On paper, I was born as Maricruz, but I was really born as Cruz: the masculine, broad-shouldered, strong-hearted, comedic, Chicanx, Native American gentle trans [boi]. I wasn’t able to admit that until well over my young adolescent years.
From a very young age, I was always a radical powerhouse. I was always getting into some kind of trouble with a mindset that the world didn’t seem to be used to.
I didn’t grow up in an area with resources on the LGBTQ+ community, I only grew up with slurs used as jokes, and because of that, I didn’t know there was a term for people who felt and experienced the feelings I did. That even though my gender marker said I was “female”, I was a male. I soon realized that I had to be the resources that I did not grow up with and soon I set out on my journey to become just that.
Being able to hide a bruised and bloody face coming home every day from school became a skill of mine when I was eight years old. I was pretty damn good at it, pretending as if I wasn’t getting beat up every day for being seen as “different.” Not even just being physically beat up, but mentally too.
Growing up, I wore baggy shirts and basketball shorts, had my hair cut a bit short, and wore it back in a messy style. I was masculine, and because of that, I was challenged with obstacles others usually don’t have to face. Hitting my adolescent years of around twelve, I began to express my Chicanx and Native American ethnicity in any way I could. Correcting people who stated I was solely white when I was not, expressing my culture and the beauty of it, I stood with who I was from a young age.
There was no safe haven. I simply had to endure the beatings, slurs, and embarrassments that were given to me because of who I was before I even knew who I was. I didn’t just endure the hardships though, I addressed them, I stood up for myself, and I stood up for others.
Over the years, I didn’t focus on what I had gone through, but what I could do to prevent and protect others from the same challenges I had to endure. I grew to an educated powerhouse, advocate, and an even better mentor. I began to work with other LGBTQ+ people, becoming educated and training to be an educator myself. I began educating all ages in schools and events – from topics like their rights, discrimination, different orientations and gender-identities, sex education, self-love and especially intersectionality.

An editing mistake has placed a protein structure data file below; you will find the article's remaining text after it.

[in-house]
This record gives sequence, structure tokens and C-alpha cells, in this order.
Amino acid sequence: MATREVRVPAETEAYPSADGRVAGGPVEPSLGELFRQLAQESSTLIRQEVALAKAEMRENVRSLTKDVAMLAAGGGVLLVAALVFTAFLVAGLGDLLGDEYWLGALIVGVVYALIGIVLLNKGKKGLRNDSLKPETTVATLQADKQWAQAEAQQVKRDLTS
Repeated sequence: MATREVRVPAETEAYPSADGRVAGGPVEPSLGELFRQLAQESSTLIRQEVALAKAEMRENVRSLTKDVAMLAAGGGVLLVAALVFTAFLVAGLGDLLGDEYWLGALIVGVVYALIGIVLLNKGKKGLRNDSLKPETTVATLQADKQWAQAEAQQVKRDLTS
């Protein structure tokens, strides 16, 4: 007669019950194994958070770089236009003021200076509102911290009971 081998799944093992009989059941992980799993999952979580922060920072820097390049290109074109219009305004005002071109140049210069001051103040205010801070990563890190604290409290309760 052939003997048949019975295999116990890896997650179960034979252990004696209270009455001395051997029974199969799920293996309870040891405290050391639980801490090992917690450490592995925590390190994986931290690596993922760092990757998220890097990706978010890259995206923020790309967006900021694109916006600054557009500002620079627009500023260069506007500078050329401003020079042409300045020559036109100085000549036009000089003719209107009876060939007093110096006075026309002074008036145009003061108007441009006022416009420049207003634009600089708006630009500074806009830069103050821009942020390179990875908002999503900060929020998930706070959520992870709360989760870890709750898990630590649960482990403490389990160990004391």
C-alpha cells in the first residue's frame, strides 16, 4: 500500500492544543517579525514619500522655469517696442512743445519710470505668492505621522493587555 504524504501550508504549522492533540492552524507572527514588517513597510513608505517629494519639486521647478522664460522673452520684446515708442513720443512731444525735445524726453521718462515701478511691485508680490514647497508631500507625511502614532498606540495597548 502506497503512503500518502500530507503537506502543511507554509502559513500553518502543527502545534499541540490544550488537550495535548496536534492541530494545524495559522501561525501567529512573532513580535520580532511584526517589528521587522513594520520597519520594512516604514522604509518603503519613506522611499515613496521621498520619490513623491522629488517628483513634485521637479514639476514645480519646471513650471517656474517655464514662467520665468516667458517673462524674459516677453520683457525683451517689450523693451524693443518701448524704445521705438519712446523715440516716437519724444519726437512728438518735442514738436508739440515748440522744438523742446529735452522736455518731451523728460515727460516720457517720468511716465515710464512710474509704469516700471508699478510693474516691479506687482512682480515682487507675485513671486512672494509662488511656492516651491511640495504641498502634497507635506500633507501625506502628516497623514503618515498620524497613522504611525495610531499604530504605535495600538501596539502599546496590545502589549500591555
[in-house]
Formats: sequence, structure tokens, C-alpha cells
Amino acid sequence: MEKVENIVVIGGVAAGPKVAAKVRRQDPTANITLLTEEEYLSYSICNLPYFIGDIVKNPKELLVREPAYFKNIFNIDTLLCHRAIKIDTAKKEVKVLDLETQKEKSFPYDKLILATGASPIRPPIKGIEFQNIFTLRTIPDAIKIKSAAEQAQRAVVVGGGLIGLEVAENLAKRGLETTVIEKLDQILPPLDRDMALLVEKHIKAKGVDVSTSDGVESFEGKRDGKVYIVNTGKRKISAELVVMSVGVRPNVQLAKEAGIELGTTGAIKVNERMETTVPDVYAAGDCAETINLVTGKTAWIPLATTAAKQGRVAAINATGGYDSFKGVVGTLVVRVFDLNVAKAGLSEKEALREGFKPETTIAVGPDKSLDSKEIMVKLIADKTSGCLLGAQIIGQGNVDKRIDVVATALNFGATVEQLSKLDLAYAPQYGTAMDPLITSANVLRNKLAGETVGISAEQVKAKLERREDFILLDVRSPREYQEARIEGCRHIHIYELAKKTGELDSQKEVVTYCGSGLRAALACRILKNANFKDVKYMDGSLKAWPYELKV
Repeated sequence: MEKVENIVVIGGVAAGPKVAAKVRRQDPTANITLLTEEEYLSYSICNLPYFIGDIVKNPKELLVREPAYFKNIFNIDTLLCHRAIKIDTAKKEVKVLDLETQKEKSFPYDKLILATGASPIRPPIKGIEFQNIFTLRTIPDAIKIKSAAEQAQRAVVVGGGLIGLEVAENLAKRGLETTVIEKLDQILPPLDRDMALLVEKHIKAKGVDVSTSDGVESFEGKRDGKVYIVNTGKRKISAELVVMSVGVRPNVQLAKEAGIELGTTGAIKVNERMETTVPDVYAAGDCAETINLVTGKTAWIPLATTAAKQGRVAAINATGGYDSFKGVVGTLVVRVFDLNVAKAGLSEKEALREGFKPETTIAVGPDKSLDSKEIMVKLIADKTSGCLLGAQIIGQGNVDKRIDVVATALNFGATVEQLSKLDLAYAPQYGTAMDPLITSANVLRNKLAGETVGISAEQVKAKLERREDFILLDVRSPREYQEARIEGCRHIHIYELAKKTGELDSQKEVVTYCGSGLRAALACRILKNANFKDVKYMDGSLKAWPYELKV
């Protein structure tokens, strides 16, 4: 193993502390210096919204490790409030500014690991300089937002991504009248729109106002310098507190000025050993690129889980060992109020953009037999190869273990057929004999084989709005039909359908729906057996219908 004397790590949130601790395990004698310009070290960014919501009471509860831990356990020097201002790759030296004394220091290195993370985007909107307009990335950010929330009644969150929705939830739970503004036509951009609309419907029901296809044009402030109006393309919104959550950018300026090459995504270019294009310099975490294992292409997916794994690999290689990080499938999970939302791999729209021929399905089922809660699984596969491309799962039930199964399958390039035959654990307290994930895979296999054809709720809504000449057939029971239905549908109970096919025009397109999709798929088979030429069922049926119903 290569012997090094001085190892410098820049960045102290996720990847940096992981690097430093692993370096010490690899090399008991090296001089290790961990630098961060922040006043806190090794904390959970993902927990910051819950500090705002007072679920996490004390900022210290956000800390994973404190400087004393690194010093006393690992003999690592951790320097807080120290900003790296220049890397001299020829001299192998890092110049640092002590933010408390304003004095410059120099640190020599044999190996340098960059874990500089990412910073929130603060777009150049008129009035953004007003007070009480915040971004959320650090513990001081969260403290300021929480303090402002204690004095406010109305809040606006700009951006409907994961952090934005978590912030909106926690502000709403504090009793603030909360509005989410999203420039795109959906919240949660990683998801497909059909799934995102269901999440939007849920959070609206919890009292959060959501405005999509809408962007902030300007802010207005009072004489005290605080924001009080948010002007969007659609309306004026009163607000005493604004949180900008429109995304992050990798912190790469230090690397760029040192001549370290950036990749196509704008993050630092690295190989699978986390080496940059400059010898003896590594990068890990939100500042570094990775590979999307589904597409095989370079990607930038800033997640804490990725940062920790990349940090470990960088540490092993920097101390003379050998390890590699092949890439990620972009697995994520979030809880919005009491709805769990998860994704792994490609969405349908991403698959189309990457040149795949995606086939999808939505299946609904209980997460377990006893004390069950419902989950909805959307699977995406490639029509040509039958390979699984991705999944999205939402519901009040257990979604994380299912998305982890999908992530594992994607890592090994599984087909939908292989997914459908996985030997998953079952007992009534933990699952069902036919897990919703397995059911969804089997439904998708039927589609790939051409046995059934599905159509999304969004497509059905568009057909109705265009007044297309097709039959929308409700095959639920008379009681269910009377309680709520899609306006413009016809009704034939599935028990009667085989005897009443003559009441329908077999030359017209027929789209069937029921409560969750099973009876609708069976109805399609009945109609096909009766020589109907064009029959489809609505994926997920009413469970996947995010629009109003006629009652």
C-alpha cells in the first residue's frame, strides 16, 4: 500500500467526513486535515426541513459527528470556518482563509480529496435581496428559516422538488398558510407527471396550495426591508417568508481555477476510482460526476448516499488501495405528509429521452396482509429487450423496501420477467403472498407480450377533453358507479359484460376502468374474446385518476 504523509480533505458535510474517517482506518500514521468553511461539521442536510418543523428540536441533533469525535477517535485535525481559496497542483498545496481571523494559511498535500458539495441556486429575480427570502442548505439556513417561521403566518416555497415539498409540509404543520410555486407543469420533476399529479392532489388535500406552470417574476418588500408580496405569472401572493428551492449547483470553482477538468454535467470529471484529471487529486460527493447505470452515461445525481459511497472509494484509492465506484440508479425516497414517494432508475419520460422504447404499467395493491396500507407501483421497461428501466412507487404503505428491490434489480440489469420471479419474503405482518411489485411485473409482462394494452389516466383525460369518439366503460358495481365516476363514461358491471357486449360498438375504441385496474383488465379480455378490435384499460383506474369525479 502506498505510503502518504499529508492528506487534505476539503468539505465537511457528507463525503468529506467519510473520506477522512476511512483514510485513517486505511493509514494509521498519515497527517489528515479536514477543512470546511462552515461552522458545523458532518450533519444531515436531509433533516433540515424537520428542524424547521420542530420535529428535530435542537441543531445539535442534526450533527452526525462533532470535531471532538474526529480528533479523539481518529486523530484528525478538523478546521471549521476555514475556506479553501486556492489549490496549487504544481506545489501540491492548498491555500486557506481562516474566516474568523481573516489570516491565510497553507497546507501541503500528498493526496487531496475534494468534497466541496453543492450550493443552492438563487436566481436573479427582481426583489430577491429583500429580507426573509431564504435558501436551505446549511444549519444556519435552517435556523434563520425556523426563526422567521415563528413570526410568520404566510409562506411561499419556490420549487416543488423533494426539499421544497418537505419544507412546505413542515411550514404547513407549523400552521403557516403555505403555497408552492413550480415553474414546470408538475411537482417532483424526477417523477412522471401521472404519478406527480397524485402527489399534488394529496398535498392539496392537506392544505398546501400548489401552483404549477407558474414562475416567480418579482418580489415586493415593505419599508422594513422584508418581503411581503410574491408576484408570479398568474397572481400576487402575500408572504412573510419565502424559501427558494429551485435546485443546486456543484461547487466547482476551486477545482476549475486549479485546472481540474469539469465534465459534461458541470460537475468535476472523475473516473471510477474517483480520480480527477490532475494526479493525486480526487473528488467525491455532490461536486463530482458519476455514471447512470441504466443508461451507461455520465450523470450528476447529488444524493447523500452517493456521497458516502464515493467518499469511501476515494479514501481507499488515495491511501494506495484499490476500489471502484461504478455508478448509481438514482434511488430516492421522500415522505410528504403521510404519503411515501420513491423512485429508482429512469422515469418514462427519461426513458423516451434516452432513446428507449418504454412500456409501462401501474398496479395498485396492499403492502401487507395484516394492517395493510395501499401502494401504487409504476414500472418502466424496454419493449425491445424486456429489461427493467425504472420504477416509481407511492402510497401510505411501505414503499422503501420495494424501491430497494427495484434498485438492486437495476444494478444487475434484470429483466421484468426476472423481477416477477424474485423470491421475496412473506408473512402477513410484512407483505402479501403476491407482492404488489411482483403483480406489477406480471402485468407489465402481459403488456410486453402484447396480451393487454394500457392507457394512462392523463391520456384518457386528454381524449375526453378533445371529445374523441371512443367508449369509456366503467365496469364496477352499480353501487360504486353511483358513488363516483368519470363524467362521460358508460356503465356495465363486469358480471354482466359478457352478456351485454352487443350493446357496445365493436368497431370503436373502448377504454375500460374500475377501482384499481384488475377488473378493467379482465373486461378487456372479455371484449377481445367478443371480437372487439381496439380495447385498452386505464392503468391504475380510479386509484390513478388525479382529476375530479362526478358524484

Finding a small support group, the only one in the semi-area, I began to express my own troubles with my gender identity. It was time to address myself and the fears I held.
I was not the masculine, lesbian female I had labeled myself for years. At age sixteen, I first identified as non-binary and used the gender-neutral pronouns, ze/zer/zeirs. Not feeling connected with those pronouns, I began to use they/them/theirs. I was on the right path to my identity and knew I was close.
By the age of seventeen, I had met many different people of all shapes, sizes, shades, orientations, and gender identities. Finally encountering a safe-space I felt okay in, and being educated on my gender identity; I came out as my true authentic self: a genderqueer trans masc [boi]. I was no longer afraid to fear what could happen being out as trans and decided for myself that I deserved to live my best life.
I am just starting to live my best life.
Through my comedy and poetry, I found the joy of humor and expression. I perform comedy to break down and make fun of the ridiculous stereotypes placed against the community from being a POC and LGBTQ+ community member. With spoken-word poetry, recognizing the power one can feel from their tone and choice of words is insanely rad and therapeutic. Going through my continuous transition, using my name in public places like work and coming out to knowingly non-accepting people, confronting the dysphoria I face with my own body and its parts, cutting my hair and standing taller, even having piercings and tattoos I am expressing the man I have always been.